Some sit to work, other stand.  There are easels, and there are a couple tables.  The university has a studio with a raised platform and theatrical lights, though recently several of the lights are out of order. There never seems to be anyone else around to ask for help in the summer, though it is a bit easier during the academic year.

During the session we play music, and the atmosphere is relaxed.  We have both male and female models, some clothed, many not.  But there is always a feeling of camaraderie, a refreshing lack of competition among the people who show up to work. The cost is very reasonable, $5.00 per session.

If anyone in the area want to join in, let me know and I will get more details to you.

Sunday, June 19, 2011

Virtual Paintout: New Zealand

5x7 inches, acrylic on paper

I took a break from ravens this afternoon to participate in this month's Virtual Paintout.  I realized once I virtually "drove" all over the southern island, that (1) lots of the country is very rural, (2) most of the coastal areas get lots of rain, clouds, and fog while the interior is sunnier, and (3)  there are vast areas that are much flatter than I ever imagined.  I had some sort of Hobbit-land in my mind when I went searching for something to paint.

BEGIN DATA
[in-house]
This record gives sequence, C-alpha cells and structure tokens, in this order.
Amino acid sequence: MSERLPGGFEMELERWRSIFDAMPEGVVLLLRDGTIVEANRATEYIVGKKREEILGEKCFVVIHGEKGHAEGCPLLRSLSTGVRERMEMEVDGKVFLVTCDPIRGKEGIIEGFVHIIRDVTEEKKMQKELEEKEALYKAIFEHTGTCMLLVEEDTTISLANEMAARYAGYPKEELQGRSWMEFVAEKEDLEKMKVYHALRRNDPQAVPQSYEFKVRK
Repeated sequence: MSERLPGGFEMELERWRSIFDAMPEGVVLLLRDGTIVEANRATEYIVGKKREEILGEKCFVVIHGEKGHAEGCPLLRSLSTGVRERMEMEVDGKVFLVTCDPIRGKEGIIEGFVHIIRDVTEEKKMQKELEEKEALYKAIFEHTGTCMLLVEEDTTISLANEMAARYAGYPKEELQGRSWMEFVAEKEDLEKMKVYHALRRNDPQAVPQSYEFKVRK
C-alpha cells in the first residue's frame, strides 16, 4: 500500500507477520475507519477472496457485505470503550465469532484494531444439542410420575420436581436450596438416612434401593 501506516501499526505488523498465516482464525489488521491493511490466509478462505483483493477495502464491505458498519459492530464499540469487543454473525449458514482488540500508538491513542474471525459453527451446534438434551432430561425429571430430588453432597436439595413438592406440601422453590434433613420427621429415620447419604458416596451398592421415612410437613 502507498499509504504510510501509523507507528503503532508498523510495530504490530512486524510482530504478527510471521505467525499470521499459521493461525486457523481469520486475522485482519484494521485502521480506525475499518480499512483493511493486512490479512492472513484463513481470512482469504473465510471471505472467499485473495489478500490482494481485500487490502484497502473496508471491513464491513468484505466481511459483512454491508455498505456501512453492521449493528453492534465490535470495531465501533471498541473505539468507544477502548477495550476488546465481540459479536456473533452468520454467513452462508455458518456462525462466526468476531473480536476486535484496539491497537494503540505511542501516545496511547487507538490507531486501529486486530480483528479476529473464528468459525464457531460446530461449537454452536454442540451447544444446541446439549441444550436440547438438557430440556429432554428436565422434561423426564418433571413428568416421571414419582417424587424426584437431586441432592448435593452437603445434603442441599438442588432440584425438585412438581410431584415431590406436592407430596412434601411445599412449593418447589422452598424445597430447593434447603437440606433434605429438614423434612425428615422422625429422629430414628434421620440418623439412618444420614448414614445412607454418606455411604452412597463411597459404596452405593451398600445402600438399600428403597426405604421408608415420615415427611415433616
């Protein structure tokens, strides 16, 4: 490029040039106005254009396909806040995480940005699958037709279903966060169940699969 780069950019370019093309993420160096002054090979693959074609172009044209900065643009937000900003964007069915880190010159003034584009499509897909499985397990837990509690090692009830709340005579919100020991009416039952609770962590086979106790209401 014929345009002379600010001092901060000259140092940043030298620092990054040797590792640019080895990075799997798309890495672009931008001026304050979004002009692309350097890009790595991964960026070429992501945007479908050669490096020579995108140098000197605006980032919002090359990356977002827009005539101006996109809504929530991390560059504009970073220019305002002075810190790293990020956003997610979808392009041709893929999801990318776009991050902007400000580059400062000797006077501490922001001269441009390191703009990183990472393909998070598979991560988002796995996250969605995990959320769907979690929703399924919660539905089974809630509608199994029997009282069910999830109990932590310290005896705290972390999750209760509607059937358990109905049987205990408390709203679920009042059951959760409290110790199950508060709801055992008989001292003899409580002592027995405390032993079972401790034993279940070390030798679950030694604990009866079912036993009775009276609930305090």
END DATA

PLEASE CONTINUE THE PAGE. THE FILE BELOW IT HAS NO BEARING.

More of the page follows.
I was interested in this month's paintout in particular because I know a little about a fellow reader who lives in Christchurch, where she and her husband have suffered through months of earthquakes, seemingly every week.  I pay attention to the news from there now, which is one good way the internet is bringing people of the world closer together.

Wednesday, June 15, 2011

Last Raven Study for a While

5x7 inches, acrylic and collage

This is really fun.  I've been reading about ravens in an interesting nonfiction book by Bernd Heinrich called The Mind of the Raven: Investigations and Adventures With Wolf-Birds.  I've been looking at smart and talkative ravens on YouTube, and I've been painting the big black birds on scraps of mat board.